Multiplayer makes a return in Uncharted 3 and has improved around the board. When multiplayer was introduced in Uncharted 2 it wasn’t great. The multiplayer was textbook deathmatch, king of the hill, capture the flag, hoard, objectives, etc. Matches can hold up to ten players and you have your standard level up system to unlock guns, boosters, etc. One of the interesting game modes was Co-op objective as you and two teammates progressed a story-like level fighting enemies and helping each other survive and progress. The maps were appropriate sizes and required you to learn the map to find powerful weapons but some were hard to navigate due to lack of a sprint and symmetrical design. They incorporated the climbing mechanics to navigate and take down enemies but there were cheap camping spots. The multiplayer wasn’t bad but left a lot to be desired and wasn’t going to pull you away from other shooters.

Uncharted 3 refined the multiplayer and is more enjoyable. Maps have been improved in level design and some maps adding dynamic elements. Some maps start in moving vehicle sections and eventually move you to the rest of the map or in one map a sandstorm will hinder your vision. You are able to customize and change your loadouts, join a match mid-game and spawn on teammates. Power play bonuses are awarded to the losing team to help them comeback from a defecate. Kickback medals earned by performing during matches and when you collect enough you can activate your kickback bonus such as unlimited ammo for a short time or extra grenades. Co-op modes are improved and fun to play.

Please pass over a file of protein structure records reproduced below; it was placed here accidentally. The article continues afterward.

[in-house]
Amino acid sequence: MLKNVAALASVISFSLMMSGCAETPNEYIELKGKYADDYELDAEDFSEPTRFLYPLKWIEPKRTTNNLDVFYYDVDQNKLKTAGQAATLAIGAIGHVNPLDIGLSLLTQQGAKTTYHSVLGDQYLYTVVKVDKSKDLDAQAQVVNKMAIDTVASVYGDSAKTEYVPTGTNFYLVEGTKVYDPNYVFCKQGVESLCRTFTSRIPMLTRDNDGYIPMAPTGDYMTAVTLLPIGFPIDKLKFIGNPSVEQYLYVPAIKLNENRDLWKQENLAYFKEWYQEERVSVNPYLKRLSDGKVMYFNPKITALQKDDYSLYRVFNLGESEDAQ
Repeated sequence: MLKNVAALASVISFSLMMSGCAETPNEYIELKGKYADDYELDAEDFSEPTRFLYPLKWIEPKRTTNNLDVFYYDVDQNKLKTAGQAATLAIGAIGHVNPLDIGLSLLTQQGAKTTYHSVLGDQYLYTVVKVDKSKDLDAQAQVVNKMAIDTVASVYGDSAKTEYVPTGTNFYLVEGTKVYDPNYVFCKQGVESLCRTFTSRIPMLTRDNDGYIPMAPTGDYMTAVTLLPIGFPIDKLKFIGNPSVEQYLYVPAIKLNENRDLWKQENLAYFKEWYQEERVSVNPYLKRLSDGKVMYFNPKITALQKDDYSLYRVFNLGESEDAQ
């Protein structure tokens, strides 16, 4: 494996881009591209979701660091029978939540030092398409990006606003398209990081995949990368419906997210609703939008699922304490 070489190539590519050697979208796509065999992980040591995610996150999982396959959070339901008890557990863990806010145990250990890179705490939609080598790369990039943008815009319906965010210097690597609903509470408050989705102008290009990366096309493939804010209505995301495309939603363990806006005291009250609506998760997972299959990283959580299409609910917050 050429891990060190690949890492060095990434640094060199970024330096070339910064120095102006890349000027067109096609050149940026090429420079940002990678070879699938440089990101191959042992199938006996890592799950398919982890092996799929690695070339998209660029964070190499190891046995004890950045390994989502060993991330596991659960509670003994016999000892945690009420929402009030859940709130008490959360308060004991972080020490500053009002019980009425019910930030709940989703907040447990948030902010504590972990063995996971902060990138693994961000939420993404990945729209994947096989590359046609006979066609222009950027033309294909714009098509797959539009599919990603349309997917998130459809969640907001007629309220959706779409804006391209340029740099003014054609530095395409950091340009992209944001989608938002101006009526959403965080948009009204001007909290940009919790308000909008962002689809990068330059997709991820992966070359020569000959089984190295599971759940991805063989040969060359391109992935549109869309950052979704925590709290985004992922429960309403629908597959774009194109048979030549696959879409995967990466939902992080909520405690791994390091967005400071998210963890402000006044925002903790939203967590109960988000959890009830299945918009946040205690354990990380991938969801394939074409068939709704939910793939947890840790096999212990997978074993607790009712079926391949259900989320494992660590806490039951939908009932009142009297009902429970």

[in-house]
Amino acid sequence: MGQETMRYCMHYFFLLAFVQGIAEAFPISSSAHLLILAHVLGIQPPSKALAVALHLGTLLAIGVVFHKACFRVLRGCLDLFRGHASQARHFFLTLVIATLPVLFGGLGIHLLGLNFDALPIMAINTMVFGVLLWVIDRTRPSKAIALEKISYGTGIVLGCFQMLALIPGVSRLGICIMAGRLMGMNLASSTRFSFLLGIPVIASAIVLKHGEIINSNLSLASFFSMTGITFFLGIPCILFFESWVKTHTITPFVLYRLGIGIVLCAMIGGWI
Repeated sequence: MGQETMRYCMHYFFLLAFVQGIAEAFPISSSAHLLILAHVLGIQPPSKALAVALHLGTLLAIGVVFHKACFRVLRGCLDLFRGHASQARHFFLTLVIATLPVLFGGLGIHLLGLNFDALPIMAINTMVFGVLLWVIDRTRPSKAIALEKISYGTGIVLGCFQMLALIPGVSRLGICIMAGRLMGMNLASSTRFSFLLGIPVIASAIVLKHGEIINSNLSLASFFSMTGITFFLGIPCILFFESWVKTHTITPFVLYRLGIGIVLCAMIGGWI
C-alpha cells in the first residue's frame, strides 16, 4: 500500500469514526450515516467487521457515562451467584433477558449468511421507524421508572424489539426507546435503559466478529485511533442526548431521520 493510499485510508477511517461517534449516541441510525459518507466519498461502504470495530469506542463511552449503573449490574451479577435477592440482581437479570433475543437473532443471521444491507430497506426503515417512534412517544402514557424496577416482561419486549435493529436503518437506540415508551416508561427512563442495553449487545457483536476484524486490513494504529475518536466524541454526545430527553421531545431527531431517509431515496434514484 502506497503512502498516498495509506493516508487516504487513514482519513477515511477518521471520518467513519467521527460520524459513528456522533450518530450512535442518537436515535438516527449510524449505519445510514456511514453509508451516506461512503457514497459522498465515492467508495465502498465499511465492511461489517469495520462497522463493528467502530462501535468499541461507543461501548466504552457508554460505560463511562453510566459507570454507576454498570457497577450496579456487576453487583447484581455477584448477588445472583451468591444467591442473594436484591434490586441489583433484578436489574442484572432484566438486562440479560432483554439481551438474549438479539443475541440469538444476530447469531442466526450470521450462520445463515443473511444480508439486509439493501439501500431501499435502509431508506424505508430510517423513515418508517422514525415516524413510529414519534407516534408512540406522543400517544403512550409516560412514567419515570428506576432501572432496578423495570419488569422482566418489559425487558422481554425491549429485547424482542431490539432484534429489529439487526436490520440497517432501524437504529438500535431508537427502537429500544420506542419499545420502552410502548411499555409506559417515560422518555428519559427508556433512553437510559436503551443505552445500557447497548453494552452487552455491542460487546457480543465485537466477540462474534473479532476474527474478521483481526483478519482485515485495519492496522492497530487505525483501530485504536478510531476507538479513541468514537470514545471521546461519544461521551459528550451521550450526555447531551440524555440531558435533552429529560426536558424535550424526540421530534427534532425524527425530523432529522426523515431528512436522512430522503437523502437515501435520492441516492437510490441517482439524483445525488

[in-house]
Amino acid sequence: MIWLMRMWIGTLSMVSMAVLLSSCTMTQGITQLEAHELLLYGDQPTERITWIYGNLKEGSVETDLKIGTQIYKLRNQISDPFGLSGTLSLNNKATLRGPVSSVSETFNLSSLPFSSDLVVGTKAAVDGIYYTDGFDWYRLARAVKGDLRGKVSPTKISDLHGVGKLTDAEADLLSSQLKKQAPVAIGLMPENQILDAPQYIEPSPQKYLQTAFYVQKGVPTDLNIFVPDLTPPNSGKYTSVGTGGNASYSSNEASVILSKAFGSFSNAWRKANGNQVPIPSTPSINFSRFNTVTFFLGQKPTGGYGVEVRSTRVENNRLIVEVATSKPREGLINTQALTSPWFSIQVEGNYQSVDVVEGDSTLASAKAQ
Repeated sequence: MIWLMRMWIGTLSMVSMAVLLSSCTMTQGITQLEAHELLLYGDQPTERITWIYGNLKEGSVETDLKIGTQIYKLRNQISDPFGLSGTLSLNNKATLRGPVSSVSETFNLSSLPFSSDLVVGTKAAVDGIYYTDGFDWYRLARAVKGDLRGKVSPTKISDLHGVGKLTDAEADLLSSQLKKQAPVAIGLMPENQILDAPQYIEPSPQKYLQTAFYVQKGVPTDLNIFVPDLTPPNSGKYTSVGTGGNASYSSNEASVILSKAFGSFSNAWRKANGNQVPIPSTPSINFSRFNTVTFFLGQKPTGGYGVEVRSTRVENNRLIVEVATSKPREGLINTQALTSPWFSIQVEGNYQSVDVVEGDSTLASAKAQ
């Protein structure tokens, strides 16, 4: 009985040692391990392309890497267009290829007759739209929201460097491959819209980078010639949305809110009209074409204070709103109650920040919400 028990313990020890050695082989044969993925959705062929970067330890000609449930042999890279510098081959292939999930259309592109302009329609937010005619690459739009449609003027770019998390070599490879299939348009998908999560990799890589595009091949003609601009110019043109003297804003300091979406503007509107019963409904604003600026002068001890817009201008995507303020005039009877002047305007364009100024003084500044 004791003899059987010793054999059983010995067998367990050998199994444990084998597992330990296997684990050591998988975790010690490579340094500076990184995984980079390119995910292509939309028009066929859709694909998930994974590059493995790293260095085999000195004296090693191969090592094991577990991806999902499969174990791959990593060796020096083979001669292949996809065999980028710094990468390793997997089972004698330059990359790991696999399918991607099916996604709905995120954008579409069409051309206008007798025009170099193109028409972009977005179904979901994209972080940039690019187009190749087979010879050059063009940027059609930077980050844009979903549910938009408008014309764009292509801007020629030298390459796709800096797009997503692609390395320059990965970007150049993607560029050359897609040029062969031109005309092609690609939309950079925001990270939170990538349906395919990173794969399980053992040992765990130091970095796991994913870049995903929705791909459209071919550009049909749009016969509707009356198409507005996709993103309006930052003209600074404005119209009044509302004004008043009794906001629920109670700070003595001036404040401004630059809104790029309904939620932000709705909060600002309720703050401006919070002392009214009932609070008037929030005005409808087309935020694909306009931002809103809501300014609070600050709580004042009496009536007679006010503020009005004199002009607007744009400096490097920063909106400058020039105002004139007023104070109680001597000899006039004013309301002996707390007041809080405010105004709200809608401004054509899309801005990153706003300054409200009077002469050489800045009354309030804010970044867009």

I played the beta earlier this year and had difficulty playing. Players have high health and the weapons you get at lower levels take too long to kill. Without knowledge of the map and where power weapons are getting kills and leveling up is hard. The dodging and covering can be an issue at times as they are the same button and you sometimes get stuck on the environment which is also an issue in the single player. I’m not great at shooters so I tend to stick to Co-op Arena which is a lot of fun. You and two teammates have to survive ten waves of NPC enemies in three different game types. This is a good way to earn money and level up and they use the same maps as the competitive modes. Co-op objective makes a return and Co-op Plunder is a 2v2 where one team is pared with NPC enemies to stop the other from stealing treasure.

Final Thoughts

Uncharted 3 hasn’t raised the bar as high as Uncharted 2 did Naughty Dog set out to tell an epic story and succeeds. The single player and multiplayer modes are well done and neither has lessened either experience. The gameplay hasn’t always been the strong point for the series it is a lot of fun and actually surprised me when I played the first Uncharted. Multiplayer is a solid experience and I haven’t had too many problems with lag or finding games. What I like about the multiplayer is that has character. Character skins aren’t all your generic soldiers or even the story characters but fun ones like walking skeletons of dead adventures or an overweight Drake. What makes Uncharted 3 great is the adventure. There’s always something happening in the story making you want to continue playing just so you can see what happens next. The game’s set pieces are intense and completely ridiculous making me think that Drake has a horseshoe up his butt but also are also a technical and visual marvel. The little things like how Drake interacts with his surroundings and how characters interact in cut-scenes add so much to the experience. I highly recommend this game to any PS3 owner even if you are not a fan of shooters because this is the type of game that just draws people in and makes me proud to own a PS3.

Advertisements

Leave a Reply

Fill in your details below or click an icon to log in:

WordPress.com Logo

You are commenting using your WordPress.com account. Log Out / Change )

Twitter picture

You are commenting using your Twitter account. Log Out / Change )

Facebook photo

You are commenting using your Facebook account. Log Out / Change )

Google+ photo

You are commenting using your Google+ account. Log Out / Change )

Connecting to %s